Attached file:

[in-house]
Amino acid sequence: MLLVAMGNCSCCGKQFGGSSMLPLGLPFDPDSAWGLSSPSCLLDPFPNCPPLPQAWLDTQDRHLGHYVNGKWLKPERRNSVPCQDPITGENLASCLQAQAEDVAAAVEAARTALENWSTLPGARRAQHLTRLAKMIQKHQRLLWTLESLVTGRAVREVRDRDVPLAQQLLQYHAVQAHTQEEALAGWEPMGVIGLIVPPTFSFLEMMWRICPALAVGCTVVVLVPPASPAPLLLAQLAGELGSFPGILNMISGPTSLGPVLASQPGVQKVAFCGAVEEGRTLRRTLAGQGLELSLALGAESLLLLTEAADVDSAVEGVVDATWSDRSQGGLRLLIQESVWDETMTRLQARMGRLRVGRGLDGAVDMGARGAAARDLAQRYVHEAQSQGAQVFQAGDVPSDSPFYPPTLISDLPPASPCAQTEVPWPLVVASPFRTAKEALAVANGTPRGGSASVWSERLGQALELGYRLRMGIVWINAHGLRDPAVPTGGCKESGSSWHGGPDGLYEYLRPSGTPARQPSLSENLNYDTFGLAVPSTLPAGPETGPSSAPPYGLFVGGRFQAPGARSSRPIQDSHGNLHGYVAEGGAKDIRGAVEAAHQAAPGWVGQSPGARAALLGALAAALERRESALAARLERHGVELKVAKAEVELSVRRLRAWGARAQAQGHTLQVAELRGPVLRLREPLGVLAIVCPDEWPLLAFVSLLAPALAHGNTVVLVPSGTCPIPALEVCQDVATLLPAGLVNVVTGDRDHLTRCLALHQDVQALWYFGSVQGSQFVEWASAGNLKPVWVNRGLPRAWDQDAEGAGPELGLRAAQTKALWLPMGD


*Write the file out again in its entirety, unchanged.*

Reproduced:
[in-house]
Amino acid sequence: MLLVAMGNCSCCGKQFGGSSMLPLGLPFDPDSAWGLSSPSCLLDPFPNCPPLPQAWLDTQDRHLGHYVNGKWLKPERRNSVPCQDPITGENLASCLQAQAEDVAAAVEAARTALENWSTLPGARRAQHLTRLAKMIQKHQRLLWTLESLVTGRAVREVRDRDVPLAQQLLQYHAVQAHTQEEALAGWEPMGVIGLIVPPTFSFLEMMWRICPALAVGCTVVVLVPPASPAPLLLAQLAGELGSFPGILNMISGPTSLGPVLASQPGVQKVAFCGAVEEGRTLRRTLAGQGLELSLALGAESLLLLTEAADVDSAVEGVVDATWSDRSQGGLRLLIQESVWDETMTRLQARMGRLRVGRGLDGAVDMGARGAAARDLAQRYVHEAQSQGAQVFQAGDVPSDSPFYPPTLISDLPPASPCAQTEVPWPLVVASPFRTAKEALAVANGTPRGGSASVWSERLGQALELGYRLRMGIVWINAHGLRDPAVPTGGCKESGSSWHGGPDGLYEYLRPSGTPARQPSLSENLNYDTFGLAVPSTLPAGPETGPSSAPPYGLFVGGRFQAPGARSSRPIQDSHGNLHGYVAEGGAKDIRGAVEAAHQAAPGWVGQSPGARAALLGALAAALERRESALAARLERHGVELKVAKAEVELSVRRLRAWGARAQAQGHTLQVAELRGPVLRLREPLGVLAIVCPDEWPLLAFVSLLAPALAHGNTVVLVPSGTCPIPALEVCQDVATLLPAGLVNVVTGDRDHLTRCLALHQDVQALWYFGSVQGSQFVEWASAGNLKPVWVNRGLPRAWDQDAEGAGPELGLRAAQTKALWLPMGD